Memorial Day weekend has also coincided with the end of the high school sports season in Washington, which meant there were many a year I was on the other side of the state, umbrella in hand, trying to keep my scorebook dry while a local school attempted to win a State softball title.

Others were at track meets or soccer matches, baseball fields or golf courses. There are a lot of spring high school sports, a lot of titles earned and a lot "none of it" in 2020.

But don't despair. We have each other. We have our dreams and goals. And we have our memories. On the aptly named Memorial Day weekend, that’s enough.

It is a full measure, that’s for sure.


WSU: Nick Rolovich’s recruiting collection continues to grow, with the latest style more Crocodile Dundee than Major Dundee (to use two outdated movie references). Early yesterday morning, Rolovich flew his Twitter flag, announcing the commitment of Australian punter Nick Haberer. Theo Lawson has all the information in this piece, except his sure-to-come request for a trip to Melbourne to check out Haberer’s life story. … Theo has another story, one not so uplifting. News broke late last night of Ryan Leaf’s arrest on domestic abuse charges. No other comment than to say this is a sad turn in Leaf's saga in so many ways. … Elsewhere in the Pac-12, Larry Scott is of the mind athletes are safer on campus than at home. He might be right. But his track record over the years makes it a 50/50 proposition. … Don’t worry Oregon and Oregon State fans. The governor has assured everyone your schools won’t fall behind this summer. … Is there really a bright side of the COVID-19 outbreak? One Utah football player thinks so. … Even in these tough financial times, athletic departments are on the hook for academic bonuses. Actually, it’s the one bonus that should always come first.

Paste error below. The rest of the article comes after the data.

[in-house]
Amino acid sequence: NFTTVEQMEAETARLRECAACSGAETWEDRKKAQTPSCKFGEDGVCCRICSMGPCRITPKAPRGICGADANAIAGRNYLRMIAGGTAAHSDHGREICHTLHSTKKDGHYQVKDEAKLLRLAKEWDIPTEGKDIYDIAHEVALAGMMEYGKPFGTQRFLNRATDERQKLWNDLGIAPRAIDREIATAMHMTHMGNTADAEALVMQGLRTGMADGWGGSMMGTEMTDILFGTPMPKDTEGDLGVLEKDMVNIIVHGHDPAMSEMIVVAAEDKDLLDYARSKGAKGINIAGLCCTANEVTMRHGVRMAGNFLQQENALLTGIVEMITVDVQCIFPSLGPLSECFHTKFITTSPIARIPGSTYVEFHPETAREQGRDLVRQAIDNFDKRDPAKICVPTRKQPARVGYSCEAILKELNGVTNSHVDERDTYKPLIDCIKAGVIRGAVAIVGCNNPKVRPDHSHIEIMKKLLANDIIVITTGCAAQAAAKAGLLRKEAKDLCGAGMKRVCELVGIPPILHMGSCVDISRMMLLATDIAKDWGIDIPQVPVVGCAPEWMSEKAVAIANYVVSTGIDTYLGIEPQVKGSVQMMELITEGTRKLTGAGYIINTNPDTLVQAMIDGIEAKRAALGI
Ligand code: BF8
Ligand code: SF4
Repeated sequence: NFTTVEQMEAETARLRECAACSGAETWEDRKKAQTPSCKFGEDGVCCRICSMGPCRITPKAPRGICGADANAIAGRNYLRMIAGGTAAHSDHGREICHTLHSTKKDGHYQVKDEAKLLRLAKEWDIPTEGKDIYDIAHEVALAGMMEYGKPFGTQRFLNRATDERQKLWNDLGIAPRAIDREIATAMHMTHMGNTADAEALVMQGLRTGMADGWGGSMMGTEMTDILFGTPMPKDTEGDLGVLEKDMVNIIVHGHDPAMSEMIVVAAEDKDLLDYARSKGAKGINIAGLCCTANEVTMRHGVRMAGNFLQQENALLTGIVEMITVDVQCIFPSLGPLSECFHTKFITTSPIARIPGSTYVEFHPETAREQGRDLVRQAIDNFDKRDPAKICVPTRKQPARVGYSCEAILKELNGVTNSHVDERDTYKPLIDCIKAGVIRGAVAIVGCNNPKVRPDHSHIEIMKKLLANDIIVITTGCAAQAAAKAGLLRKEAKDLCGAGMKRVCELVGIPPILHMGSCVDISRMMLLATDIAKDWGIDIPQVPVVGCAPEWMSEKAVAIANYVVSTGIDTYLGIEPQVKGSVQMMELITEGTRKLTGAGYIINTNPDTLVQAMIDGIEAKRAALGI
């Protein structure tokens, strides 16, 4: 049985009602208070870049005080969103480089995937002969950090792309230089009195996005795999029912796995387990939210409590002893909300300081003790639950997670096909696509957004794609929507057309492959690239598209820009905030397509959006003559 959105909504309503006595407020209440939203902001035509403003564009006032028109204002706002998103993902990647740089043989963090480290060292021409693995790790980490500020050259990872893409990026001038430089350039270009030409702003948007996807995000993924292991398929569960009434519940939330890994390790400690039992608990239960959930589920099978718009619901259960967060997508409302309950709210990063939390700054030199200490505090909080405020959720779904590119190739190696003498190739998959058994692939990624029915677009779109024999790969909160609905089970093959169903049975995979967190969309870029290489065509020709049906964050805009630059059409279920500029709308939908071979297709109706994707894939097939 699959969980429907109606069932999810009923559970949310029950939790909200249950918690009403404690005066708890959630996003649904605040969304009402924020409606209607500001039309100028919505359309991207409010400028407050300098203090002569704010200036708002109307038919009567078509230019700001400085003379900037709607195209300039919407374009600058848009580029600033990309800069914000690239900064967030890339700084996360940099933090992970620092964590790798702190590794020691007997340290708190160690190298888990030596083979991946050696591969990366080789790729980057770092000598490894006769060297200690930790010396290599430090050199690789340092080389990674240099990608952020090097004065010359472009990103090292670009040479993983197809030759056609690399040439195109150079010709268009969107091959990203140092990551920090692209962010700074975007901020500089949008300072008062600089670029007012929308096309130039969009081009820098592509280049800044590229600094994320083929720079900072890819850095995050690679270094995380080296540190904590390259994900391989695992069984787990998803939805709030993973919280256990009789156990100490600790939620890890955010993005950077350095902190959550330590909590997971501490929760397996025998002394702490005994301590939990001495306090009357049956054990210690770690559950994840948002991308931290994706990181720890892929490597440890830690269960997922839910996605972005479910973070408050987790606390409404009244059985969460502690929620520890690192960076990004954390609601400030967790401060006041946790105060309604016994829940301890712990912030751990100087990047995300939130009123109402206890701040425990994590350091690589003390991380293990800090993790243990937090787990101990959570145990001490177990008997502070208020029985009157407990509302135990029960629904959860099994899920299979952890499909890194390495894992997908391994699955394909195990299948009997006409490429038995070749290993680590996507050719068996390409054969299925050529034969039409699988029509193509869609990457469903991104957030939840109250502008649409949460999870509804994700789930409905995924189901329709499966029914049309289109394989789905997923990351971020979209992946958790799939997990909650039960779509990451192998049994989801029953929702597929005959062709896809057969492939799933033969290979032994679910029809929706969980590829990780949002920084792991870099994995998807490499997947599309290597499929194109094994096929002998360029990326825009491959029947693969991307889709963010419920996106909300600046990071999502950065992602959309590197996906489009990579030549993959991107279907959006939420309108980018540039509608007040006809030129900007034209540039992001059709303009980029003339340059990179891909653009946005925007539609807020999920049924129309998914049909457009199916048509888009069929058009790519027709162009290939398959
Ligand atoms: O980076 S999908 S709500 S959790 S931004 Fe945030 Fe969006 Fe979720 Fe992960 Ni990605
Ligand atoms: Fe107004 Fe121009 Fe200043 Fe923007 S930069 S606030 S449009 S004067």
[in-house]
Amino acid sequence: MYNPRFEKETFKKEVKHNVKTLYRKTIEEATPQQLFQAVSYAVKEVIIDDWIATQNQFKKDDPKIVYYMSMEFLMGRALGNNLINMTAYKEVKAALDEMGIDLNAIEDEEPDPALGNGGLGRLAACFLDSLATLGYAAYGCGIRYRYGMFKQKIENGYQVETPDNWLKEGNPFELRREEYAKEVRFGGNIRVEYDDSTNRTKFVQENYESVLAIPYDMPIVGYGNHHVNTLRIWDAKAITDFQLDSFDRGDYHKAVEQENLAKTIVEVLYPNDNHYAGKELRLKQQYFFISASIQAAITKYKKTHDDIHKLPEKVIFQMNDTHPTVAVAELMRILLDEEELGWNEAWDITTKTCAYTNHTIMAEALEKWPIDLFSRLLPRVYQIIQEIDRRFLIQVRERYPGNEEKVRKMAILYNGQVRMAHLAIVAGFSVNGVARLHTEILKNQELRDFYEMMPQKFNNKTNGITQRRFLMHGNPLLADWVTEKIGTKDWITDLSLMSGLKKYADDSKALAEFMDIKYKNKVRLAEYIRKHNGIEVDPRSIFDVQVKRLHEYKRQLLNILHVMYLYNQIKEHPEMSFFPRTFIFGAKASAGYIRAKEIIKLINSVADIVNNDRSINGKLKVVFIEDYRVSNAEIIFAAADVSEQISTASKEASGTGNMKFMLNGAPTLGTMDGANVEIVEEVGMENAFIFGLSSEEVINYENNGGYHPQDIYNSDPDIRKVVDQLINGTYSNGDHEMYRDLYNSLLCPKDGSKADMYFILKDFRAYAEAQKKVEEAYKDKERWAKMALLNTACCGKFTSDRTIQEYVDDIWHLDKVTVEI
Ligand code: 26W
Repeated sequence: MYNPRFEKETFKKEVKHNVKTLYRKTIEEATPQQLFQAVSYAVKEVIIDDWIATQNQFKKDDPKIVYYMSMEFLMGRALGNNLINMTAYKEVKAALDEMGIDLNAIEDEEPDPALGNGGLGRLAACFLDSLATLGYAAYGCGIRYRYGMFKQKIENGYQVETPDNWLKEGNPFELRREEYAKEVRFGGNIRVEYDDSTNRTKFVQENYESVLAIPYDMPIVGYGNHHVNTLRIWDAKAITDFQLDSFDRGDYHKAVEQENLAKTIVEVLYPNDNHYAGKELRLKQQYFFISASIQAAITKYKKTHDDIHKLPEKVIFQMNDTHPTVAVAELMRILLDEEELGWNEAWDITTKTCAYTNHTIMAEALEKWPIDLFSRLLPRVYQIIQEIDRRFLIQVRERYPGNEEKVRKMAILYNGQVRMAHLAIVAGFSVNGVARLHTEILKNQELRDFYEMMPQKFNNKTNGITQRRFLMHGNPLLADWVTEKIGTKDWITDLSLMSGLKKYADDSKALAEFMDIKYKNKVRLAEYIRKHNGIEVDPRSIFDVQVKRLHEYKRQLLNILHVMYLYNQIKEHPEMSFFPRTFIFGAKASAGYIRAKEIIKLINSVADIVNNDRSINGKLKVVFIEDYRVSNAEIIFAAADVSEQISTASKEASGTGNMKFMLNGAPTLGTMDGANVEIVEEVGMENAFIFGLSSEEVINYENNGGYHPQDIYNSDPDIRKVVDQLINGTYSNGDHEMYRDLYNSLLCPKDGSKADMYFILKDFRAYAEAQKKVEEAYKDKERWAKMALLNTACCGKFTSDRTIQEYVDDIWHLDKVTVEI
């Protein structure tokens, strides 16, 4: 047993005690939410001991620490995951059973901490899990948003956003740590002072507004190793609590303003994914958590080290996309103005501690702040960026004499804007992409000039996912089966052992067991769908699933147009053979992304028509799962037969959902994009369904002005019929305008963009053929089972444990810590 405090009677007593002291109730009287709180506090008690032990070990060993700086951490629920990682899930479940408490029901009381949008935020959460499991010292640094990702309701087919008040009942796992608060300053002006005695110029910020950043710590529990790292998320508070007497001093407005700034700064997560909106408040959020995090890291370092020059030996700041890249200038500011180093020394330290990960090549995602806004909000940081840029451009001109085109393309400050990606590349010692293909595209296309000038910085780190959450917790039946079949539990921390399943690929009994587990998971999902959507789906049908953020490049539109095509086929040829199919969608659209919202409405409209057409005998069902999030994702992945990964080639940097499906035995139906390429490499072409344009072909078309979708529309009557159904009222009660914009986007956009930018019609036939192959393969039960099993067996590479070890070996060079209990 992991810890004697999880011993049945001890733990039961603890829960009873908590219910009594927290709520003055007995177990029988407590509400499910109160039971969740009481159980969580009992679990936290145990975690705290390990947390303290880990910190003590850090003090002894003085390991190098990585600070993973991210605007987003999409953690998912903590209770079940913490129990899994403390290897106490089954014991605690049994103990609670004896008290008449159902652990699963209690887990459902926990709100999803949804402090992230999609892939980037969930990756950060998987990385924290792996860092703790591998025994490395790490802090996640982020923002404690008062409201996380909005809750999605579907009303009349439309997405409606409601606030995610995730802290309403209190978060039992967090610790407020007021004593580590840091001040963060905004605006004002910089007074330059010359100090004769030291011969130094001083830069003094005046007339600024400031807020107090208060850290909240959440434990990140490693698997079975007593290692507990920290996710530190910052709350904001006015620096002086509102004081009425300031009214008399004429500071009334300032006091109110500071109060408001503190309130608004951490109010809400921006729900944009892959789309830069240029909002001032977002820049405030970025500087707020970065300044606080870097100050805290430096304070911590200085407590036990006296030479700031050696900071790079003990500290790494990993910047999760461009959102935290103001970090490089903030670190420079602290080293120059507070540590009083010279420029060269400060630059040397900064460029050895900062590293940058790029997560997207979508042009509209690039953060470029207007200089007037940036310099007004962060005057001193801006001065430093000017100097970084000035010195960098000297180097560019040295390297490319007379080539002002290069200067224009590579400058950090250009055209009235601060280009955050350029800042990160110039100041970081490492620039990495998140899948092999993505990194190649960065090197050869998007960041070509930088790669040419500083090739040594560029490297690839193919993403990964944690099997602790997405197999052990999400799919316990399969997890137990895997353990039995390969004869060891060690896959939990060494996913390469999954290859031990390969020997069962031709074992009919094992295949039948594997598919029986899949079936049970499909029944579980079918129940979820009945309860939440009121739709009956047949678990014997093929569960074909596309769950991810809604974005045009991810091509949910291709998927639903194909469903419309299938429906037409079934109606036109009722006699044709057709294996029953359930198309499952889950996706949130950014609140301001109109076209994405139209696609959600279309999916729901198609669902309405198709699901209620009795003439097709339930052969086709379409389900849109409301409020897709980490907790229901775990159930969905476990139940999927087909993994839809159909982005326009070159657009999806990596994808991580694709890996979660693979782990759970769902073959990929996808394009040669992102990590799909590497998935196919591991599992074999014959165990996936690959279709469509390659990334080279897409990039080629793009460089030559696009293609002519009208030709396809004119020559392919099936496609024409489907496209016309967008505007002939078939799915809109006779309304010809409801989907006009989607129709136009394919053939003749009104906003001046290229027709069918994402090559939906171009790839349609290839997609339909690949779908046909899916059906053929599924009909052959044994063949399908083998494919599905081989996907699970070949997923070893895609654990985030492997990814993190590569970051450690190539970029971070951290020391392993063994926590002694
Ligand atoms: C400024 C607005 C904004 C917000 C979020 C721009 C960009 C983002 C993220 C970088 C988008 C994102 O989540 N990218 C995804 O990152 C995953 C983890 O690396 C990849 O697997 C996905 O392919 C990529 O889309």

Gonzaga: For many years, GU basketball fans had a favorite NBA team. OK, maybe a second-favorite NBA team. But it was the same for every Zag: The Utah Jazz. John Stockton’s team. And if you knew the Jazz, you were well aware of their coach, Jerry Sloan. Heck, Sloan’s impact on Stockton’s life transcended basketball and extended beyond Stockton’s career. One of the best videos ever on the Interweb featured Sloan not too long ago high-fiving one of Stockton’s grandchildren in the stands of a basketball game. Jerry Sloan died yesterday at age 78. … Around the WCC, BYU will open selected training facilities June 1.

EWU and Idaho: The Big Sky announced yesterday the conference basketball season will be cut down to 16 games in the 2020-21 season. The stated reason is to allow easier nonconference scheduling and to facilitate less-expensive regional play among conference schools. But two more guarantee games, if there are any, would go a long way toward helping conference schools and their cash-flow problems. 

Seahawks: Russell Wilson would like another target, say Antonio Brown. But that’s a long shot. … The Seattle defense still could use some help. … Carlos Hyde is officially on his way to help the running game.

Sounders: MLS players are doing their training thing. Is it a blueprint for future football training?


• If you are wondering, we have had more than enough precipitation this May to keep even the most demented rain-lover happy. There is one in this household and even she has started to grumble. Guess what? There is more in the Spokane weekend forecast. But there is a chance it could be in the 80s as early as Thursday. We’ll believe it when we start to sweat. Until later …